What Does Anise Taste Like?
The anise spice has a sweet, mild, and aromatic taste that is reminiscent of licorice. This aroma is produced by an organic compound called anethole, which is related to estragole and is used in the production of tarragon and basil.
While this compound is highly soluble in alcohol, anethole is only slightly soluble in water. In consequence, anise-infused liqueurs become cloudy when water is added. As a result of this effect, you get the ouzo effect, named after a characteristic anise-flavored liqueur.
In addition to alcoholic beverages, the anise spice is also often used in dairy-based dishes and desserts. This is because of its sweet and warm flavor palette, that pairs wonderfully with other spices, such as cardamom, nutmeg and cinnamon.
Health Benefits Of Anise
Anise not only tastes great, but it also contains numerous health benefits.
Some of these benefits include, reducing symptoms of depression, protecting against stomach ulcers, preventing the growth of fungi and bacteria, helping to relieve menopausal symptoms, balancing blood sugar levels, reducing inflammation and lastly, containing a variety of nutrients.
One tablespoon (7 grams) of anise seed provides the following nutritional benefits:
- Calories: 23
- Protein: 1 gram
- Fat: 1 gram
- Carbs: 3 grams
- Fiber: 1 gram
- Iron: 13% of the Reference Daily Intake (RDI)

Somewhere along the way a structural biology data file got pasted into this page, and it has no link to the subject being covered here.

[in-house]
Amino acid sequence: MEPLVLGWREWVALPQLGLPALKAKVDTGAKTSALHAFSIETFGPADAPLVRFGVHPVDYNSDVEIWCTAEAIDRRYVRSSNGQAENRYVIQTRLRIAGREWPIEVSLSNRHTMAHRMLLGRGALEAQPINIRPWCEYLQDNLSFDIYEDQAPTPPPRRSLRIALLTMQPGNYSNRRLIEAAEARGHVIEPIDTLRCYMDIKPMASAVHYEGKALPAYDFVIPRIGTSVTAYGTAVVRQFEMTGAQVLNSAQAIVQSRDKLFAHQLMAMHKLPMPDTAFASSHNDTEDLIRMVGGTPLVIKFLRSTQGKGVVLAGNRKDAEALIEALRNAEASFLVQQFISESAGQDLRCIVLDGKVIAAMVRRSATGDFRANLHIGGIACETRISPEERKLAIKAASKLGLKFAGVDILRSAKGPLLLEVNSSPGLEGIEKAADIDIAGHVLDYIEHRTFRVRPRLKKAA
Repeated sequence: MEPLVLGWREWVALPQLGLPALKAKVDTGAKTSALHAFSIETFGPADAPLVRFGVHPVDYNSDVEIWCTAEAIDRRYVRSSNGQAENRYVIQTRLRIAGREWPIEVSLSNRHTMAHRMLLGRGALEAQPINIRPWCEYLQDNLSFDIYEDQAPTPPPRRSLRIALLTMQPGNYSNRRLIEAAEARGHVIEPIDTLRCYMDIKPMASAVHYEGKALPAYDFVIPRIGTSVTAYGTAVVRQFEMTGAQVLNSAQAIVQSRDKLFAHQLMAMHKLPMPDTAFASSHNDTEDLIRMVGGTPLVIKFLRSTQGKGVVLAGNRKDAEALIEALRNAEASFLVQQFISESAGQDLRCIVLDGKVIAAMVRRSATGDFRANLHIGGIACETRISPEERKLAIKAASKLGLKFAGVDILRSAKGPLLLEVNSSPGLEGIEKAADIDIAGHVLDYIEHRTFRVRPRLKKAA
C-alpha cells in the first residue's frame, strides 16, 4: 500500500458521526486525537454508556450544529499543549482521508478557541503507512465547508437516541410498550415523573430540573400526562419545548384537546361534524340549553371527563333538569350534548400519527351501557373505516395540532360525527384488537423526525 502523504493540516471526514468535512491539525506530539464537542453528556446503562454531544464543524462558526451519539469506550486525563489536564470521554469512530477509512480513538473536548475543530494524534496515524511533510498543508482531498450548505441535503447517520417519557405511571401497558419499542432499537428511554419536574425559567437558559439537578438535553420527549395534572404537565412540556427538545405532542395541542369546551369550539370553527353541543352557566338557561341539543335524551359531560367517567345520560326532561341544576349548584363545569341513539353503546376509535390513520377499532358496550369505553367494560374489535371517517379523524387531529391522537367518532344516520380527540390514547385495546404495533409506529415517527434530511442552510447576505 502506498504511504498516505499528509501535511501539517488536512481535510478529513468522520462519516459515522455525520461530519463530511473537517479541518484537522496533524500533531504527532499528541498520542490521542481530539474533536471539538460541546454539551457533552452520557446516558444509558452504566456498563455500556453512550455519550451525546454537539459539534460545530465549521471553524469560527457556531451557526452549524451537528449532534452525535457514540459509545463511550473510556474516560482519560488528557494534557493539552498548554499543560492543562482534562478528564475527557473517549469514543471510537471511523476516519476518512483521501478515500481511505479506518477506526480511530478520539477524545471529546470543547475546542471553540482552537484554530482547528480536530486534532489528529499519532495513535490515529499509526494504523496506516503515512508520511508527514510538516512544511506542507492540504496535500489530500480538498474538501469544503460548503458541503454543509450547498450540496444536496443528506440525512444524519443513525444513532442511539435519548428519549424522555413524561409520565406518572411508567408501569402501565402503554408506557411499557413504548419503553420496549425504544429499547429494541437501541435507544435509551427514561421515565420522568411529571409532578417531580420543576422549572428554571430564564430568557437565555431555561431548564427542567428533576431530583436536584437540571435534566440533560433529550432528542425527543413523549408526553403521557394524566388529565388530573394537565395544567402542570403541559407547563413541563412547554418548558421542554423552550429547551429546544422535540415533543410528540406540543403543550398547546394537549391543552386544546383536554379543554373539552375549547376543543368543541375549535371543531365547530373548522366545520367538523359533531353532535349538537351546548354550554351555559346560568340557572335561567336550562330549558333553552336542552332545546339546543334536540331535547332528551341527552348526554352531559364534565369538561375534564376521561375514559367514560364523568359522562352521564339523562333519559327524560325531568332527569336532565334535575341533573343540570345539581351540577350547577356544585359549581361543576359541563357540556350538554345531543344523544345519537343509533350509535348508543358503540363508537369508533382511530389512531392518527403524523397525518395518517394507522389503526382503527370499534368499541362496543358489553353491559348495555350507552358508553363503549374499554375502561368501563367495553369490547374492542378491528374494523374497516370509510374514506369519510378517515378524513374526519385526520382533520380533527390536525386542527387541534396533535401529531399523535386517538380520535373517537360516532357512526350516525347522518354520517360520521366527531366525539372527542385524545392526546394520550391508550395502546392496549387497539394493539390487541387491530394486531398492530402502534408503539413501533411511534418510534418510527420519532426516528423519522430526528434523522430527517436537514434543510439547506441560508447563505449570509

- Manganese: 7% of the RDI
- Calcium: 4% of the RDI
- Magnesium: 3% of the RDI
- Phosphorus: 3% of the RDI
- Potassium: 3% of the RDI
- Copper: 3% of the RDI
RELATED: 10 Best Substitutes for Cloves
Cooking With Anise
Because of its lovely aroma, anise makes a delightful addition to numerous drinks and dishes including yogurt and fruit fillings (when it is in powder form).
Baked goods, for example, are perfect for this spice. Whether it’s fillings for pies, or ground meat, the anise seed (whole or ground) will bring your dough to the next level.
In addition to enhancing baked goods, anise extract can be used to flavor drinks such as coffee and hot chocolate. A licorice-flavored tea can also be made from the seeds.
Many alcoholic beverages, including anisette, ouzo, sambuca, and absinthe, also use aniseed as one of their main flavors.
Lastly, the sweet aroma of anise, that is often compared to candy, frequently appears in post-dinner drinks, to provide the drinker with a warm and spicy dessert cocktail.
How To Make Anise Extract
Whether you can’t find anise extract at your local grocery store, or you’re looking for a fun DIY project to spice up your kitchen, making your own anise extract is a great option.
Making anise extract is super easy and only requires a couple of ingredients.
It does, however, require several months to be complete, so make sure you plan ahead.
Here’s How To Do It:
- Retrieve a 4-ounce jar.
- Sterilize it by soaking it in boiling water for 10 minutes.
- Place 1 teaspoon of anise seeds into the jar.
- Add ½ cup of vodka to the seeds.
- Place the lid on the jar and ensure it is tightly sealed.
- Store the jar in a cool and dark environment for up to three months.